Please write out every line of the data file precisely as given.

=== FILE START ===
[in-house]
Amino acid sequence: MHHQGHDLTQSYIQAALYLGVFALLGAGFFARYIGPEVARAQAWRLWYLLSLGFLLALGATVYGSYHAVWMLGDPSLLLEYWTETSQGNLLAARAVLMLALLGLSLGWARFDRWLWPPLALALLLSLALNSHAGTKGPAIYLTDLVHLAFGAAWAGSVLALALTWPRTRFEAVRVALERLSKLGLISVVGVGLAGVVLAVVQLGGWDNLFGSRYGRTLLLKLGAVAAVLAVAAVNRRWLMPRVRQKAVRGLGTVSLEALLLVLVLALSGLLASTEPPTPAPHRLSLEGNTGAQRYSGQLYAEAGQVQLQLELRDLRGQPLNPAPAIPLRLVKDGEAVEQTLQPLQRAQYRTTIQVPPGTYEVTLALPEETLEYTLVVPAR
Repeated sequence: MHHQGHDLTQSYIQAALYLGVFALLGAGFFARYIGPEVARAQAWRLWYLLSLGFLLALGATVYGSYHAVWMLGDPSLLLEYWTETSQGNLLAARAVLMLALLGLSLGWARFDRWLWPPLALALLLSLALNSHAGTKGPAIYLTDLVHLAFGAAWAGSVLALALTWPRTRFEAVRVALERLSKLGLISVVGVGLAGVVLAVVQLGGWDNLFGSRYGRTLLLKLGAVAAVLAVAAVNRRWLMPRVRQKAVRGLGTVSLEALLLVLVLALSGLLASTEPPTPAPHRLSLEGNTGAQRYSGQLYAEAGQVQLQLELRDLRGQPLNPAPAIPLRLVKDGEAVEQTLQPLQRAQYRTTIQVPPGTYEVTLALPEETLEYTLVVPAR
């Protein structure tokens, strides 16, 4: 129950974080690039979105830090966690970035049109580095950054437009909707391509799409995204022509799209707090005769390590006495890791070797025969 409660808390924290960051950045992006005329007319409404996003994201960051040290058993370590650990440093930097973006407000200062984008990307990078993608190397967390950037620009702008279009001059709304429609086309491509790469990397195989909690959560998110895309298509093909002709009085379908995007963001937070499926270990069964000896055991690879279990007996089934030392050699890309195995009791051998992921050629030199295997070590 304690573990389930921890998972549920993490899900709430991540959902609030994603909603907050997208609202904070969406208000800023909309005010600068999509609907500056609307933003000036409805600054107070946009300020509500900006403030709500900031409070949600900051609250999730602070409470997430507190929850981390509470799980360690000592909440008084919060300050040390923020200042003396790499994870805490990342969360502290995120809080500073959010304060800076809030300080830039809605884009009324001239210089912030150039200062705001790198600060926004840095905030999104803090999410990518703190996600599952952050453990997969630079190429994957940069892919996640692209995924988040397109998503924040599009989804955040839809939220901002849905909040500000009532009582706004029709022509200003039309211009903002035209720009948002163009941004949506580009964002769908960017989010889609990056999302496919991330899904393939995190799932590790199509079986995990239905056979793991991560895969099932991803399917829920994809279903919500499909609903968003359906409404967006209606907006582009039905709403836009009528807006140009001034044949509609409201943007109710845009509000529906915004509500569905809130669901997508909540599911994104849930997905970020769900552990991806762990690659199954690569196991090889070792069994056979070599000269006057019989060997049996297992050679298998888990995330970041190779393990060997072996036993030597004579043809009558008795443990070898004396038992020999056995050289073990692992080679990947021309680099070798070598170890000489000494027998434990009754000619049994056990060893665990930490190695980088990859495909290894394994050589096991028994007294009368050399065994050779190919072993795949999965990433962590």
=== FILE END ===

[in-house]
Amino acid sequence: MHHQGHDLTQSYIQAALYLGVFALLGAGFFARYIGPEVARAQAWRLWYLLSLGFLLALGATVYGSYHAVWMLGDPSLLLEYWTETSQGNLLAARAVLMLALLGLSLGWARFDRWLWPPLALALLLSLALNSHAGTKGPAIYLTDLVHLAFGAAWAGSVLALALTWPRTRFEAVRVALERLSKLGLISVVGVGLAGVVLAVVQLGGWDNLFGSRYGRTLLLKLGAVAAVLAVAAVNRRWLMPRVRQKAVRGLGTVSLEALLLVLVLALSGLLASTEPPTPAPHRLSLEGNTGAQRYSGQLYAEAGQVQLQLELRDLRGQPLNPAPAIPLRLVKDGEAVEQTLQPLQRAQYRTTIQVPPGTYEVTLALPEETLEYTLVVPAR
Repeated sequence: MHHQGHDLTQSYIQAALYLGVFALLGAGFFARYIGPEVARAQAWRLWYLLSLGFLLALGATVYGSYHAVWMLGDPSLLLEYWTETSQGNLLAARAVLMLALLGLSLGWARFDRWLWPPLALALLLSLALNSHAGTKGPAIYLTDLVHLAFGAAWAGSVLALALTWPRTRFEAVRVALERLSKLGLISVVGVGLAGVVLAVVQLGGWDNLFGSRYGRTLLLKLGAVAAVLAVAAVNRRWLMPRVRQKAVRGLGTVSLEALLLVLVLALSGLLASTEPPTPAPHRLSLEGNTGAQRYSGQLYAEAGQVQLQLELRDLRGQPLNPAPAIPLRLVKDGEAVEQTLQPLQRAQYRTTIQVPPGTYEVTLALPEETLEYTLVVPAR
């Protein structure tokens, strides 16, 4: 129950974080690039979105830090966690970035049109580095950054437009909707391509799409995204022509799209707090005769390590006495890791070797025969 409660808390924290960051950045992006005329007319409404996003994201960051040290058993370590650990440093930097973006407000200062984008990307990078993608190397967390950037620009702008279009001059709304429609086309491509790469990397195989909690959560998110895309298509093909002709009085379908995007963001937070499926270990069964000896055991690879279990007996089934030392050699890309195995009791051998992921050629030199295997070590 304690573990389930921890998972549920993490899900709430991540959902609030994603909603907050997208609202904070969406208000800023909309005010600068999509609907500056609307933003000036409805600054107070946009300020509500900006403030709500900031409070949600900051609250999730602070409470997430507190929850981390509470799980360690000592909440008084919060300050040390923020200042003396790499994870805490990342969360502290995120809080500073959010304060800076809030300080830039809605884009009324001239210089912030150039200062705001790198600060926004840095905030999104803090999410990518703190996600599952952050453990997969630079190429994957940069892919996640692209995924988040397109998503924040599009989804955040839809939220901002849905909040500000009532009582706004029709022509200003039309211009903002035209720009948002163009941004949506580009964002769908960017989010889609990056999302496919991330899904393939995190799932590790199509079986995990239905056979793991991560895969099932991803399917829920994809279903919500499909609903968003359906409404967006209606907006582009039905709403836009009528807006140009001034044949509609409201943007109710845009509000529906915004509500569905809130669901997508909540599911994104849930997905970020769900552990991806762990690659199954690569196991090889070792069994056979070599000269006057019989060997049996297992050679298998888990995330970041190779393990060997072996036993030597004579043809009558008795443990070898004396038992020999056995050289073990692992080679990947021309680099070798070598170890000489000494027998434990009754000619049994056990060893665990930490190695980088990859495909290894394994050589096991028994007294009368050399065994050779190919072993795949999965990433962590």